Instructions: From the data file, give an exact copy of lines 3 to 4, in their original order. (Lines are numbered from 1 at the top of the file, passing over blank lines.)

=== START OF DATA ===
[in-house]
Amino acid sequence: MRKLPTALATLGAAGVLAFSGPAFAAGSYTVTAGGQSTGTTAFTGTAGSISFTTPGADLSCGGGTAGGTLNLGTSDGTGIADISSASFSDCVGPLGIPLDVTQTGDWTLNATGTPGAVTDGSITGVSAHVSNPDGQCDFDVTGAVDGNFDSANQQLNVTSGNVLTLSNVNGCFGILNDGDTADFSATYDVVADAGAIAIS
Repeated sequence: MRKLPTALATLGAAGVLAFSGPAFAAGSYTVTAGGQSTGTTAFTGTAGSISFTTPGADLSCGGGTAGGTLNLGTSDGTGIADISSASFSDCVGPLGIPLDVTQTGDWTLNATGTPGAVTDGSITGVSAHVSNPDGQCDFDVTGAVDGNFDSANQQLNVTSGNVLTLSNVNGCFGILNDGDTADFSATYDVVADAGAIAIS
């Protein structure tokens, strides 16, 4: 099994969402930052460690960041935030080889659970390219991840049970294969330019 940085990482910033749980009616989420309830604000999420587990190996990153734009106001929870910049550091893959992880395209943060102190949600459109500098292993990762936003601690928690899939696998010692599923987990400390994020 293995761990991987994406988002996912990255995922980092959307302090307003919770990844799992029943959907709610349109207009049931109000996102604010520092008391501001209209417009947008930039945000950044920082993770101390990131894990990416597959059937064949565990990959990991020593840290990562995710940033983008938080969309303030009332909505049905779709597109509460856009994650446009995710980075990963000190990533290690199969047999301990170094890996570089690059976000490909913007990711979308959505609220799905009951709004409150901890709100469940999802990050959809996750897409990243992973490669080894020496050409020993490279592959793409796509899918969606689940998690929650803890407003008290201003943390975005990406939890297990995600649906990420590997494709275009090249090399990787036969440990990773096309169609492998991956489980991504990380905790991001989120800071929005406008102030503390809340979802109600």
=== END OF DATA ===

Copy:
Repeated sequence: MRKLPTALATLGAAGVLAFSGPAFAAGSYTVTAGGQSTGTTAFTGTAGSISFTTPGADLSCGGGTAGGTLNLGTSDGTGIADISSASFSDCVGPLGIPLDVTQTGDWTLNATGTPGAVTDGSITGVSAHVSNPDGQCDFDVTGAVDGNFDSANQQLNVTSGNVLTLSNVNGCFGILNDGDTADFSATYDVVADAGAIAIS
């Protein structure tokens, strides 16, 4: 099994969402930052460690960041935030080889659970390219991840049970294969330019 940085990482910033749980009616989420309830604000999420587990190996990153734009106001929870910049550091893959992880395209943060102190949600459109500098292993990762936003601690928690899939696998010692599923987990400390994020 293995761990991987994406988002996912990255995922980092959307302090307003919770990844799992029943959907709610349109207009049931109000996102604010520092008391501001209209417009947008930039945000950044920082993770101390990131894990990416597959059937064949565990990959990991020593840290990562995710940033983008938080969309303030009332909505049905779709597109509460856009994650446009995710980075990963000190990533290690199969047999301990170094890996570089690059976000490909913007990711979308959505609220799905009951709004409150901890709100469940999802990050959809996750897409990243992973490669080894020496050409020993490279592959793409796509899918969606689940998690929650803890407003008290201003943390975005990406939890297990995600649906990420590997494709275009090249090399990787036969440990990773096309169609492998991956489980991504990380905790991001989120800071929005406008102030503390809340979802109600």